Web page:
In 1955 Rosa Parks refused to give up her seat on a segregated bus in Montgomery, Alabama. This sparked a 13-month mass protest boycotting the public buses led by Dr King. He had been inspired by Gandhi’s use of non-violent resistance – and it paid dividends. The boycott was a defining moment in the emerging civil rights movement in the United States and it ended segregation on buses just over a year later.
2. He forced a country to be honest with itself
King showed how local discrimination was a stain on the USA as a whole. In 1963 he highlighted how Birmingham, Alabama was “the most segregated city in America”, leading to television cameras capturing brutal images of police repression. King’s sentiments and campaigning found expression in a rally attended by over 250,000 people in Washington D.C. Here the pastor-turned-activist delivered his I Have A Dream speech; one of the greatest pieces of oratory of all time. It’s no coincidence that the US Congress outlawed segregation in public spaces just a year later in 1964.
3. His dream inspired a world he didn’t live to see
King’s activism wasn’t without its costs. Arrested and spied on, in 1968 he was assassinated in Memphis by a far-right gunman. Yet the forces of change that King ignited could not be stopped. The US has continued to take strides towards equality, with progress on segregation, voting rights, the election of America’s first black president in 2008… and the dedication of an annual federal holiday to Martin Luther King Jr’s memory. In the 21st century, there remain significant battles to be fought, but King’s dream continues to inspire. Movements like Black Lives Matter, #MeToo and March for Our Lives all draw on and continue his fundamental message of nonviolence and equality.
Born: London, UK
Known for: An innovator constantly at music’s cutting edge
David Bowie’s cutting-edge music gave the world the sound of the future, today.
We can be heroes just for one day.
1. He was always at the cutting edge
Often adopting a series of personas, and never afraid to reinvent his sound, David Bowie was a constant musical innovator – keeping him ahead of the pack. The characters he created, from Ziggy Stardust to the Thin White Duke, allowed him to inhabit new sonic landscapes. And Bowie astutely picked the best collaborators to help him achieve his goals. Unlike many other musicians, he remained current for his entire career.
2. He was an early adopter
Bowie sang of the future, but he was also keen to embrace it off-record. An early champion of internet technology, his 1999 album Hours was the first by a major artist to be made available as a download (pub fact: Spotify founder Daniel Ek was just 16 at the time.) He also briefly ran an internet dial-up service called BowieNet.
3. He will be missed, but he left something special behind him
The announcement of David Bowie’s death on 10 January 2016 shocked the world. It wasn’t just that one of music’s greatest icons had passed, but he had just released a brand-new album the week before. Bowie had turned his own impending death from cancer into the inspiration for this final work: Black Star. On its release, fans and critics had speculated about the songs’ meaning for a week, before their true depth was revealed. Few of us are truly prepared to confront death but David Bowie turned his into art.
Born: Kilkea, Ireland
Known for: Polar explorer and pioneer. Led the famous ‘Endurance’ expedition
Adventurer and man to get you out of jam, Ernest Shackleton escaped after being stranded in Antarctica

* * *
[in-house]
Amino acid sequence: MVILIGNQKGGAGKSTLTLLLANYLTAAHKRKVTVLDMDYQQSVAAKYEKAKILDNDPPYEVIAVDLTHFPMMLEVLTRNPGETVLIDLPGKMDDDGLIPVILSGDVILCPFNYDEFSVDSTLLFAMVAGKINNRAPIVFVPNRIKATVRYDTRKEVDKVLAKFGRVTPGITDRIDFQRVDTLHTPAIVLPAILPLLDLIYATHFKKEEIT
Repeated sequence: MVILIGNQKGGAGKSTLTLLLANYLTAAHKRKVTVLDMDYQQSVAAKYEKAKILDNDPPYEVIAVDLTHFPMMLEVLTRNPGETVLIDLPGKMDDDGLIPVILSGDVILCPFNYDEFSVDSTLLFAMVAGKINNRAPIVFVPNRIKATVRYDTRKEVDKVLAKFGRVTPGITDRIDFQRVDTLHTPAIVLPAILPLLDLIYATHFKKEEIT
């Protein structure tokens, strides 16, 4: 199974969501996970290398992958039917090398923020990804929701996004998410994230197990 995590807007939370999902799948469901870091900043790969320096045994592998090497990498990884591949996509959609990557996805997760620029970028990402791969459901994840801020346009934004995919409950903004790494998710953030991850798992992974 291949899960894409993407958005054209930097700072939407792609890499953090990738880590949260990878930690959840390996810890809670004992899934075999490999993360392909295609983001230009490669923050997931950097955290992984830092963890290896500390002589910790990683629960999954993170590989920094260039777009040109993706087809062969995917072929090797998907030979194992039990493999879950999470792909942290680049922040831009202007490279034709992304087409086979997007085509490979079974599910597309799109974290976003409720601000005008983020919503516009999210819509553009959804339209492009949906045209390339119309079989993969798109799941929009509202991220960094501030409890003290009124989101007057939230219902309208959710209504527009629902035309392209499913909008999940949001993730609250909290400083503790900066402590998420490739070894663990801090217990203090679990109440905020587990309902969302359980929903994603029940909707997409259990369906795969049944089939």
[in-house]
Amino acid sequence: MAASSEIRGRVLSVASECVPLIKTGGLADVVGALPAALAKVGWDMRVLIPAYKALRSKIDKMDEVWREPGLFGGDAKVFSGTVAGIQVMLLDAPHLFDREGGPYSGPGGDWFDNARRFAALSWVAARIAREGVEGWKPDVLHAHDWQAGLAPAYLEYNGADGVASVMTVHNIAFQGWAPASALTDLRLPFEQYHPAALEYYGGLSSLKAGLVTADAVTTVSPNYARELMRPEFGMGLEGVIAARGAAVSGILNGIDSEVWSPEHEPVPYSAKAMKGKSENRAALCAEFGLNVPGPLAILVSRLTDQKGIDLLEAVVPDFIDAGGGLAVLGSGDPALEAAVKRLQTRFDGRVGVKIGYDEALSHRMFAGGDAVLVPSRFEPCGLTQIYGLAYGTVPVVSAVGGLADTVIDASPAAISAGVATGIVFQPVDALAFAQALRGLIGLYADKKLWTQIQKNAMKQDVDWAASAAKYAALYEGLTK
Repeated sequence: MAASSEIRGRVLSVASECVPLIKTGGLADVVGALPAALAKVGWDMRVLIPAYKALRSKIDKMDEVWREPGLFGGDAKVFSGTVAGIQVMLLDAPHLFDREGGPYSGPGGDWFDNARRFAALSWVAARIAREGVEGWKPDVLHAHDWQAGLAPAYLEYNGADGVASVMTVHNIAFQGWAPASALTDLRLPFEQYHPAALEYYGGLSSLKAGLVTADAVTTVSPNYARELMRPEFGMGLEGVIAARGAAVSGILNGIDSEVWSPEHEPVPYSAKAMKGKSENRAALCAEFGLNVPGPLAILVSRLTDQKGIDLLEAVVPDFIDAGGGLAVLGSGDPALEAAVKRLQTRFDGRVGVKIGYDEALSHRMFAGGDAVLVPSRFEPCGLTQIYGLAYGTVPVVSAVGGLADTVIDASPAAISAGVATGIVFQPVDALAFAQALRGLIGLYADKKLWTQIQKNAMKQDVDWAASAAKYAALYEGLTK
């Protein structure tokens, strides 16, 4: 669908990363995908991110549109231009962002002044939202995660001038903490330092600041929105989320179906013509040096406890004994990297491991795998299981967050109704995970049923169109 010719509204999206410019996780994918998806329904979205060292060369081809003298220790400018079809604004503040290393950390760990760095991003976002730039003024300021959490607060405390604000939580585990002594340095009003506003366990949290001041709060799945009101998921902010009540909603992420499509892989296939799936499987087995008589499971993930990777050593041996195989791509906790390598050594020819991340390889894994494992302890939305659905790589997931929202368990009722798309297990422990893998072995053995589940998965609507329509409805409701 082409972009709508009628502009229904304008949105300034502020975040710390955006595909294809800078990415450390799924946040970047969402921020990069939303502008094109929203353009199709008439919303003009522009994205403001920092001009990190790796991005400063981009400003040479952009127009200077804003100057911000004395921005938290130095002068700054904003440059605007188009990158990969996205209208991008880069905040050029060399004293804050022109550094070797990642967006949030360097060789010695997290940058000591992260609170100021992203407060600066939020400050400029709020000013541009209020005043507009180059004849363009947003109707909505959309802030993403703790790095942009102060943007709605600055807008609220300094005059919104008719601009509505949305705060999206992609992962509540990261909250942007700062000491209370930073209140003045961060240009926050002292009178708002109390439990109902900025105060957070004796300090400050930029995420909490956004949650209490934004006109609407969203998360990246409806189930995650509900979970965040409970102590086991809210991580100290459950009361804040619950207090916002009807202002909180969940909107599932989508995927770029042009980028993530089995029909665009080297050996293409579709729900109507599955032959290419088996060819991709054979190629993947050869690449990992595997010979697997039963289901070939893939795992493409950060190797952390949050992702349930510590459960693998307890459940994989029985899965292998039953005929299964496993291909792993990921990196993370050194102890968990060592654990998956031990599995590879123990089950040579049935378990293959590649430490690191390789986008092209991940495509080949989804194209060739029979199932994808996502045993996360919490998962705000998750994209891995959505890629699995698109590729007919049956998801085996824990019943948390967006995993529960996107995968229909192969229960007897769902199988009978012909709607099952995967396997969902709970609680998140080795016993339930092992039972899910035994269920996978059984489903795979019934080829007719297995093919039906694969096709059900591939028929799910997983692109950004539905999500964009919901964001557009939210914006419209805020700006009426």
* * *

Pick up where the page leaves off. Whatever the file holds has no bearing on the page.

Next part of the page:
Difficulties are just things to overcome, after all.
1. He had ‘Endurance’ in more ways than one
Shackleton was probably tempting fate in 1914 when he set off in his boat, Endurance, on an expedition to cross Antarctica via the South Pole. Still, it was a quality he and his crew all shared. After the ship got trapped in the ice and eventually sank, they were all left stuck on a vast bit of ice for over two months.
2. He never lost hope
Shackleton and his crew escaped in lifeboats to the tiny Elephant Island… but it was uninhabited and inhospitable. Not one to be deterred, Shackleton went out in search of help – no mean feat when they were 800 miles from civilisation. First, he sailed with five of his men across near frozen seas in one of the tiny, open lifeboats. Then, having landed on the island of South Georgia, he had to lead a mountain climbing expedition, with no map, across the island before eventually reaching a base on the other side.
3. He got everyone home
Without the modern aids of radios, GPS or emergency helicopters Shackleton achieved the near impossible. Once he reached help, rescue parties were sent for his crew and, remarkably, every single member made it home. One of his contemporaries later commented, whatever qualities other polar explores, like Scott of the Antarctic or Roald Amundsen, had: "when disaster strikes and all hope is gone, get down on your knees and pray for Shackleton."
Born: Mvezo, South Africa
Known for: Defeated apartheid became South Africa’s first black president
His body was abused but his mind remained free, Nelson Mandela’s sacrifice helped defeat apartheid.
It always seems impossible until it's done.
1. He made difficult decisions
In 1952 Mandela was the deputy president of the African National Congress – a party determined to overthrow the racist apartheid regime in South Africa. Initially its policies were non-violent, but this changed after state police killed 69 black activists in 1960. Now the ANC, and Mandela with it, agreed to attacks on the state. Railway tracks, power lines and government buildings were all targeted and though the intention was never to kill, lives were lost.
2. His resilience inspired the world
After his arrest in 1962 Mandela was sentenced to life in prison and he was held on the remote Robben Island. He endured long stints of solitary confinement, often going without sleeping or toilet facilities – treatment designed to reinforce Mandela’s sense of powerlessness. Yet the opposite happened. Mandela became the focal point for a global campaign against apartheid which eventually forced the South African government to change its mind. He was finally released in 1990.
3. He was president for a whole nation
Once Mandela was elected president in South Africa’s first free elections in 1994 he did not seek retribution, despite his brutal prison treatment. Instead, he governed for the whole country, arguably preventing a civil war. The Truth and Reconciliation Commission, which aimed to heal South Africa through confession and forgiveness rather than revenge, was established during his time in office. It has since been used as a model for other countries.